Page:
Whether raw, steamed, grilled or fried, oysters
are a delectable treat any time of day, and have the added benefit of being low in calories and high in minerals and vitamins, making them one of the healthiest foods you can eat. Because of clean oyster farming methods, oysters are also environmentally friendly, so you’re helping the whole world – not just yourself! – whenever you eat them.
That said, eating oysters isn’t always the simplest affair, especially if you’re not used to them. Those new to oyster shucking may feel intimidated by these tightly-shut shells that seem impervious to opening. So, in this guide, we’re going to explain how to perfectly shuck oysters, so you can present them to your guests hassle-free.
Correctly shucking oysters without damaging the flesh or losing the tasty juice inside requires a crucial balance of strength and dexterity, a fine touch with a firm hold, if you will. It also requires the right supplies: namely, a decent oyster shucking knife, and some tough gloves.
Before we get to the actual shucking, though, let’s make sure our oysters are in good condition. Oysters in the shell have to be sold live, so you should always make sure yours haven’t died during transit or since arrival. First off, their shells should be closed tightly. If not, lightly tap them to see if they close by themselves. If they don’t, they’re most likely dead and unsafe for eating. It’s also important that they don’t give off a pungent or fishy aroma; fresh and safe-to-eat oysters should smell of the ocean and little else. Live oysters are also generally heavier than dead ones (which dry out and lose water weight), so it’s worth weighing each oyster in the palm of your hand to see if there are any lightweight ones. Your oysters should also be well-chilled, ideally on ice flakes or ice packs.
Once you’ve established your oysters are alive and well, it’s almost shucking time! But first, be sure to wash them thoroughly in cold water to get rid of any mud, sand, or other impurities from the outer shell (you may wish to use a brush for this). For the actual shucking, you’re going to need an oyster knife, or at the very least a knife with a strong blade that won’t bend or break during shucking. You should also wear thick gloves, since oyster shells can be sharp.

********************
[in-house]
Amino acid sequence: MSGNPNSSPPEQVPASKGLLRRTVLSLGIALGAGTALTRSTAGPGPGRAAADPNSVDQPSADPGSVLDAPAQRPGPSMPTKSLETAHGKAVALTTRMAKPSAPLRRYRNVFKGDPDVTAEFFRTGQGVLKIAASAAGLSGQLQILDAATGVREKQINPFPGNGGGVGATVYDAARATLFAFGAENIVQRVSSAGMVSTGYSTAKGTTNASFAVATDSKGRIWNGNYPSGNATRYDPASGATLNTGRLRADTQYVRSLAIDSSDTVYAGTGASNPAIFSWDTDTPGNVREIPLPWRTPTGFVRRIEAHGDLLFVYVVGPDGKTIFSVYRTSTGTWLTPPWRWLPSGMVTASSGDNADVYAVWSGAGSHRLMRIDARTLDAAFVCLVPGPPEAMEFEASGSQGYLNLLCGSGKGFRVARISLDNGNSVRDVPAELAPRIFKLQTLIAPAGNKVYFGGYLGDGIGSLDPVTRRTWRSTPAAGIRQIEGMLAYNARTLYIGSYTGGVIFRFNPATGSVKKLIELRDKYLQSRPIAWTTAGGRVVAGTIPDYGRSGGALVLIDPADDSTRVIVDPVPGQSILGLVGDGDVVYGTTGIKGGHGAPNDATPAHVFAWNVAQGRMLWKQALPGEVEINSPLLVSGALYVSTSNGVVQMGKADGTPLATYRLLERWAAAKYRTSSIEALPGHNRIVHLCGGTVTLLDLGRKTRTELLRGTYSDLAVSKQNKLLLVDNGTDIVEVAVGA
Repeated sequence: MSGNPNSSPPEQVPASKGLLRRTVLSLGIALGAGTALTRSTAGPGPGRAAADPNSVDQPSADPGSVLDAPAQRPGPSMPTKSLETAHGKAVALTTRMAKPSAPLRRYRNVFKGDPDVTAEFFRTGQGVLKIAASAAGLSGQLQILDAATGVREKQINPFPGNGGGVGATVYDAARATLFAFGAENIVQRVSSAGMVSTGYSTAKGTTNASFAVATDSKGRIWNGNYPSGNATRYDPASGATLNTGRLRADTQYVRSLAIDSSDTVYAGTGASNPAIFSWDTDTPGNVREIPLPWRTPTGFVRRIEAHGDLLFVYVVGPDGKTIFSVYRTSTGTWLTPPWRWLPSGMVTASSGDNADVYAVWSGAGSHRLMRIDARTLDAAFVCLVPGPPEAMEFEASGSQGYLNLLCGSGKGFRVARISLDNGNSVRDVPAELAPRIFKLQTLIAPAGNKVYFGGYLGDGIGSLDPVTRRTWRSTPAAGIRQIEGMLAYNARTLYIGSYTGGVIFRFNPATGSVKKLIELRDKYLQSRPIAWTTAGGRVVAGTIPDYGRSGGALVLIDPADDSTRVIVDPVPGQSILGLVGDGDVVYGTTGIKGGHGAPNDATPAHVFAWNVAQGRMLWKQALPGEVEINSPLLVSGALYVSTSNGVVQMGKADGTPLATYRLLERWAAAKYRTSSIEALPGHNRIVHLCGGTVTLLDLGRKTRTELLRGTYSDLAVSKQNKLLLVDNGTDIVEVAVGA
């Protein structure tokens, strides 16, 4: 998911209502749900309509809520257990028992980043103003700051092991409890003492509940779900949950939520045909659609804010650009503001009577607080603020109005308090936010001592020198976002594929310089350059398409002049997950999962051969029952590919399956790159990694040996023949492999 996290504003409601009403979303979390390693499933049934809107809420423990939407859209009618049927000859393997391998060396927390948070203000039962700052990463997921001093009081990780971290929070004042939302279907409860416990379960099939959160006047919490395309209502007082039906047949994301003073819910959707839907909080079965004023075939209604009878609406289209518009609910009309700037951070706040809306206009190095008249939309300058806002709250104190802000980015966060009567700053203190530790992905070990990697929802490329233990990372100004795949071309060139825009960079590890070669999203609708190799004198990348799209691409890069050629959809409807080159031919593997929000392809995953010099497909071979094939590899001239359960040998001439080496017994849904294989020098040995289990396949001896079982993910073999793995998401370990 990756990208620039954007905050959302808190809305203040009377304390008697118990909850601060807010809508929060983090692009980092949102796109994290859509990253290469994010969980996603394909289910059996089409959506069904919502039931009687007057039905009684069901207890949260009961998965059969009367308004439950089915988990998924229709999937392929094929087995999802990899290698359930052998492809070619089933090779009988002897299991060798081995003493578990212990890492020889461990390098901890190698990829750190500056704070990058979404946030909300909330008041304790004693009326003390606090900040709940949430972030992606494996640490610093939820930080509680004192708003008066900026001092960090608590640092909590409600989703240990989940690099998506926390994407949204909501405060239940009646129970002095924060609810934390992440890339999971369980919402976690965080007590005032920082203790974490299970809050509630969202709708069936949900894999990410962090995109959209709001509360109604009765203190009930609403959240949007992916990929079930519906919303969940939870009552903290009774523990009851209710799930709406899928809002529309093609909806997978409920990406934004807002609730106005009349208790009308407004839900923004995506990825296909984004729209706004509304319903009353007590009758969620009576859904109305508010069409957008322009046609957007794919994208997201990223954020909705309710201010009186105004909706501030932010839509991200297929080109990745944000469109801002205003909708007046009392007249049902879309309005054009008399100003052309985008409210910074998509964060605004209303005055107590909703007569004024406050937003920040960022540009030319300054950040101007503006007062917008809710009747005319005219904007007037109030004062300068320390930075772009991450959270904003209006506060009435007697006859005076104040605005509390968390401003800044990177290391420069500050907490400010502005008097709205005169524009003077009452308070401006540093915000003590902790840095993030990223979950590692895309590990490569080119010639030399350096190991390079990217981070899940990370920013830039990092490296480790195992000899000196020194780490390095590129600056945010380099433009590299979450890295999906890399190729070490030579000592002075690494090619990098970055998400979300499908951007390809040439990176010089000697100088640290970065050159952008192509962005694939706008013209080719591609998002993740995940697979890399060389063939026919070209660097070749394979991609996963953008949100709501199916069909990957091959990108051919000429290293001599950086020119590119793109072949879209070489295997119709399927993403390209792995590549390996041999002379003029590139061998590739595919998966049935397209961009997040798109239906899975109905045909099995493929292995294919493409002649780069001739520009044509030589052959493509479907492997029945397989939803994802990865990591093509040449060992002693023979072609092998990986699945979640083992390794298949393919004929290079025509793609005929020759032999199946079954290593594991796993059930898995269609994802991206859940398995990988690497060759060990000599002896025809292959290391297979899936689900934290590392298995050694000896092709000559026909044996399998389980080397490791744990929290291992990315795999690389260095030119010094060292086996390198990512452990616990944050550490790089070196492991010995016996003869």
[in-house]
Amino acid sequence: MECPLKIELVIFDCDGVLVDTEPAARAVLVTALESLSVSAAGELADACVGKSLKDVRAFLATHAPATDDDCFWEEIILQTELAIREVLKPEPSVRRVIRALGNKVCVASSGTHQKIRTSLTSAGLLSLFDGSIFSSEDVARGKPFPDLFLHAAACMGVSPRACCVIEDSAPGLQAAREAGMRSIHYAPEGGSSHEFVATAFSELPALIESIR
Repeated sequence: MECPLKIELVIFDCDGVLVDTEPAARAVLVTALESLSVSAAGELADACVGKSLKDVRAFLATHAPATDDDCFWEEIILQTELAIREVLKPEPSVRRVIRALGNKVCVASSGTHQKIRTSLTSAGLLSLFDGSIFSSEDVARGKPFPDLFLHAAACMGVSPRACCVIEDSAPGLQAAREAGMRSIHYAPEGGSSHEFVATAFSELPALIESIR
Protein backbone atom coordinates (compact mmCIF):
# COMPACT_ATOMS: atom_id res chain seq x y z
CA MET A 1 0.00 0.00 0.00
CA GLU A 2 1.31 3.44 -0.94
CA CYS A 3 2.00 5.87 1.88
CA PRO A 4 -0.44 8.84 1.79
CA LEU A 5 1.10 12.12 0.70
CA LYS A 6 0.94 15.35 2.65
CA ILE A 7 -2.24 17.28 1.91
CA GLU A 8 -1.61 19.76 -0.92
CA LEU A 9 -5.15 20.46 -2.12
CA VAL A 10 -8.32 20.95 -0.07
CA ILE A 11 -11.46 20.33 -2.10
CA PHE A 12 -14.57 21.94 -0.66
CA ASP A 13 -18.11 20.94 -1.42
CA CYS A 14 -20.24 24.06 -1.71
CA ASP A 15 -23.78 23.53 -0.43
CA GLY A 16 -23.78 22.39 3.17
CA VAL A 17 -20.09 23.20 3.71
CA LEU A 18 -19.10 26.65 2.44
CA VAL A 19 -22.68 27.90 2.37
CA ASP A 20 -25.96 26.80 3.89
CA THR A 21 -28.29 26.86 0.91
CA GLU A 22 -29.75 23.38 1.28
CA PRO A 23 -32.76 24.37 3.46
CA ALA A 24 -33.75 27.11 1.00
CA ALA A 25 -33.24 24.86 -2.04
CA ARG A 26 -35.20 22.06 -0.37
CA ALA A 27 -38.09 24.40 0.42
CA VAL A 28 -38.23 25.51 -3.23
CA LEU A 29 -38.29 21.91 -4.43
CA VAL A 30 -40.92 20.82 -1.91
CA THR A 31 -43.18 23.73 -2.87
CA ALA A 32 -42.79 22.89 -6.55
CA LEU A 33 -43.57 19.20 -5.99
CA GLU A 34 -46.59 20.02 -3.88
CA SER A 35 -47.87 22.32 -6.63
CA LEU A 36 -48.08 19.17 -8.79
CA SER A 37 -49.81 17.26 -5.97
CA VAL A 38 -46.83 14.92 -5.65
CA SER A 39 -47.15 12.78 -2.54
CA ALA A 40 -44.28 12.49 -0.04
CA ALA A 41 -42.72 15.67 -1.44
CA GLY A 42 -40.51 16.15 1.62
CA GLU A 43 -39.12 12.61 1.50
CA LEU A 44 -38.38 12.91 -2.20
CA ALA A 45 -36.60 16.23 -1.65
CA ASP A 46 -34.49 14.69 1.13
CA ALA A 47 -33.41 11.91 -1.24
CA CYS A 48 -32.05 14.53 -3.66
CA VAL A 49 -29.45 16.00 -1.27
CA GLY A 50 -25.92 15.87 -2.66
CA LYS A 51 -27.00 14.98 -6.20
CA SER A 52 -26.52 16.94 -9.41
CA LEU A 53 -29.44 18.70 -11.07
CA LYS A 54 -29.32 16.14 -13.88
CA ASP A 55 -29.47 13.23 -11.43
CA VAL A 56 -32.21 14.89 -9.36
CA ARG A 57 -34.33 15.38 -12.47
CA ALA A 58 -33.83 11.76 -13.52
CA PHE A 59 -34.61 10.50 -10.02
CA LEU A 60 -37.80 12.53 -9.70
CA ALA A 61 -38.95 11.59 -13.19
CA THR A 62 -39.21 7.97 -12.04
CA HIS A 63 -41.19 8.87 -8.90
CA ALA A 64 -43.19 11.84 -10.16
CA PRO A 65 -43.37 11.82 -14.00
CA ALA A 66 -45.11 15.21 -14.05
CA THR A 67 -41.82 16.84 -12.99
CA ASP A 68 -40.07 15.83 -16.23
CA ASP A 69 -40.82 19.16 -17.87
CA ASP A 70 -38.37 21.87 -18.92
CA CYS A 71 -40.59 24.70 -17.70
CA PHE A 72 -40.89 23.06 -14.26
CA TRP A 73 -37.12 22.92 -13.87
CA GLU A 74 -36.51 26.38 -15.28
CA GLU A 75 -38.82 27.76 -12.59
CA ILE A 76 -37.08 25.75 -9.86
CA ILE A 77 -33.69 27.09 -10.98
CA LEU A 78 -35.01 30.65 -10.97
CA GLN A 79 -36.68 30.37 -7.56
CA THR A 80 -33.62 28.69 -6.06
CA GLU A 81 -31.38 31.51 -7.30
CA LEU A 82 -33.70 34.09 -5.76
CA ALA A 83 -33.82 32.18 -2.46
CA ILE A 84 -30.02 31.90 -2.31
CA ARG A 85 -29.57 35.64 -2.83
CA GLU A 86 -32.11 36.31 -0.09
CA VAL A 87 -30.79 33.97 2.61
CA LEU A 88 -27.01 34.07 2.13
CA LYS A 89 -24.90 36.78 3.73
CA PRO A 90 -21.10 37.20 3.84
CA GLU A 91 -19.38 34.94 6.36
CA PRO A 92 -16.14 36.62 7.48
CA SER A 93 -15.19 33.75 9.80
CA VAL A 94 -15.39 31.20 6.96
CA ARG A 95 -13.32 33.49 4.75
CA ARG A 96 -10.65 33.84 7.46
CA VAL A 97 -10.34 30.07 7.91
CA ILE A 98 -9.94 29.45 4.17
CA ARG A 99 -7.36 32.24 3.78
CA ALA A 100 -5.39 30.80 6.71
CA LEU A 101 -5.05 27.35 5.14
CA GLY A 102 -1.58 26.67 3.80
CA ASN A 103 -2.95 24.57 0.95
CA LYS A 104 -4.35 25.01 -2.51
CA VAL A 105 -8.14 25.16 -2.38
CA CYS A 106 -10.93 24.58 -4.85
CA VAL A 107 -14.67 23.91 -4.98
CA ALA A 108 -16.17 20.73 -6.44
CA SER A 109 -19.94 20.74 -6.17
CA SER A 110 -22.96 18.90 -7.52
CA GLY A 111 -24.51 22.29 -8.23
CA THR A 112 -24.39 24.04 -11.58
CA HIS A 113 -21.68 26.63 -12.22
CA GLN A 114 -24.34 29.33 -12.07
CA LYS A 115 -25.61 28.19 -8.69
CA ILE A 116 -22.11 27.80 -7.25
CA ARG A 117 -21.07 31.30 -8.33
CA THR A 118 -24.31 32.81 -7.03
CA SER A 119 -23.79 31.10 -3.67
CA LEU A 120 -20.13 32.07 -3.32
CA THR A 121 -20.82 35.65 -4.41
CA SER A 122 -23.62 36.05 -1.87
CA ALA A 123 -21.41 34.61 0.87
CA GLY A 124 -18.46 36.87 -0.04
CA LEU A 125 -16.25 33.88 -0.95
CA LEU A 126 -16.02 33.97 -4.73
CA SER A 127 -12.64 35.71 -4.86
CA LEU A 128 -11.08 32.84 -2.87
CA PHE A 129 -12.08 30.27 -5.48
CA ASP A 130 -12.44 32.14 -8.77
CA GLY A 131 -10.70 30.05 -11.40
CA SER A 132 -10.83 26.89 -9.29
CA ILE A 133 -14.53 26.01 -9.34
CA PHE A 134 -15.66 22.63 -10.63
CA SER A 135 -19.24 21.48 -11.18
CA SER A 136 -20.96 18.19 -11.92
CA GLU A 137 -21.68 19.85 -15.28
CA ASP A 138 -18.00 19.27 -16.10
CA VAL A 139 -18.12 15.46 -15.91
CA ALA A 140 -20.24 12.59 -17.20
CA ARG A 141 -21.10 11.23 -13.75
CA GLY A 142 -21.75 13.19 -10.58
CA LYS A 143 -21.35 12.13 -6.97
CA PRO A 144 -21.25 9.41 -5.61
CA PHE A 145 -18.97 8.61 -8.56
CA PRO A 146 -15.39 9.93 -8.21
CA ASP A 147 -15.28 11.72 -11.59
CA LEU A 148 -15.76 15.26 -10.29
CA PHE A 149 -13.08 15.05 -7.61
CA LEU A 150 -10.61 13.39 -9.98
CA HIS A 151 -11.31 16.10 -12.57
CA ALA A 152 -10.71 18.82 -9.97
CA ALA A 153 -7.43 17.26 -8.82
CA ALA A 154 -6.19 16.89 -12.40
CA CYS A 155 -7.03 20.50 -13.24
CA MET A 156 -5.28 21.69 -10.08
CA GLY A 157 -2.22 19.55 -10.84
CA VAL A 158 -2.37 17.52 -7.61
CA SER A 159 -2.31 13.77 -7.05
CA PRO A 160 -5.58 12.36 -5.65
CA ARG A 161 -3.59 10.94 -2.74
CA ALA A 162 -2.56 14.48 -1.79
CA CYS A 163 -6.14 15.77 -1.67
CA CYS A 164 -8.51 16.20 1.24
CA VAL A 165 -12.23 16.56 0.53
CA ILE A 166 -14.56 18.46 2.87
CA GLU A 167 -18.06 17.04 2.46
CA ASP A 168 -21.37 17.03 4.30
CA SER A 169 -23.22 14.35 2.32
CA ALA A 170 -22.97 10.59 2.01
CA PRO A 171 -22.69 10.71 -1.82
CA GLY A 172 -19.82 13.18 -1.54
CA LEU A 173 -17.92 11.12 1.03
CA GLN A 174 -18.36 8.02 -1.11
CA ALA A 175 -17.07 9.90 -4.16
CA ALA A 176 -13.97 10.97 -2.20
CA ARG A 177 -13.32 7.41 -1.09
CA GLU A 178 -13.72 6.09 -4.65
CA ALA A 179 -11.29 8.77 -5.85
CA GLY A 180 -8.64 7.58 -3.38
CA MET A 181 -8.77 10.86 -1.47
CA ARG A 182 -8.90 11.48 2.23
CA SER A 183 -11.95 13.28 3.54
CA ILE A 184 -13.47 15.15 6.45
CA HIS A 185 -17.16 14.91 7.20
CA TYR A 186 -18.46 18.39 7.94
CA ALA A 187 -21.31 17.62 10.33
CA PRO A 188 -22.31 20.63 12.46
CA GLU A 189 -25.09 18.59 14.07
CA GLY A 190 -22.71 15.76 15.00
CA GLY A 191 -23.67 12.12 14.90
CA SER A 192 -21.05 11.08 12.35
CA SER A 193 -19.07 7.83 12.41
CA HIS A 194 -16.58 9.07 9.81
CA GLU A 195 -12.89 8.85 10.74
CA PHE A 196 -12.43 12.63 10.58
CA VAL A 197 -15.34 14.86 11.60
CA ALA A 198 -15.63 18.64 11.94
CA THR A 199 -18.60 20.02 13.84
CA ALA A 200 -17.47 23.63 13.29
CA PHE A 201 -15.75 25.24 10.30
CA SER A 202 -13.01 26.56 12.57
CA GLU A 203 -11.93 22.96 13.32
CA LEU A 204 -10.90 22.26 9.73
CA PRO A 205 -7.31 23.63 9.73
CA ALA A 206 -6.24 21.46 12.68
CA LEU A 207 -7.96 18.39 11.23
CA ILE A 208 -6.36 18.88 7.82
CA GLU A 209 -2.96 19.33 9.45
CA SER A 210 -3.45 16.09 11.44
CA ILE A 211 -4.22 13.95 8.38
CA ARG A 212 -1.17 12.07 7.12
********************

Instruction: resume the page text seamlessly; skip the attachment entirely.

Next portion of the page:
Now it's time to shuck your first oyster! Hold the oyster in the palm of your hand, cup-side down (an oyster’s shell is composed of two sides: one flat, the other cup-shaped). The curved, C-shaped end of the oyster should be facing away from you, while the pointier end should be facing toward you. Insert your knife into this pointier end, pointing the blade down into the cup of the oyster. Using a twisting motion, prize the two shells apart with the knife. Carefully work the blade around the edge of the oyster, continuing to separate the two shells until they come apart completely. During this process, try to ensure no broken pieces of shell fall into the cup. Also, keep the cup steady so no juices spill out.
Now that the oyster is open, check one more time for any stray dirt or grit. You may want to use your knife to separate the oyster flesh from the bottom of the cup, so that whoever’s eating it won’t have to.
Congratulations! You’ve successfully shucked an oyster. Now rinse and repeat for however many oysters you’re preparing to eat. Remember that between shucking and eating, the oysters should be well chilled with ice to ensure they don’t spoil.
Now that you’ve finished shucking the oysters, why not take a look at our guide, How to Cook and Eat Oysters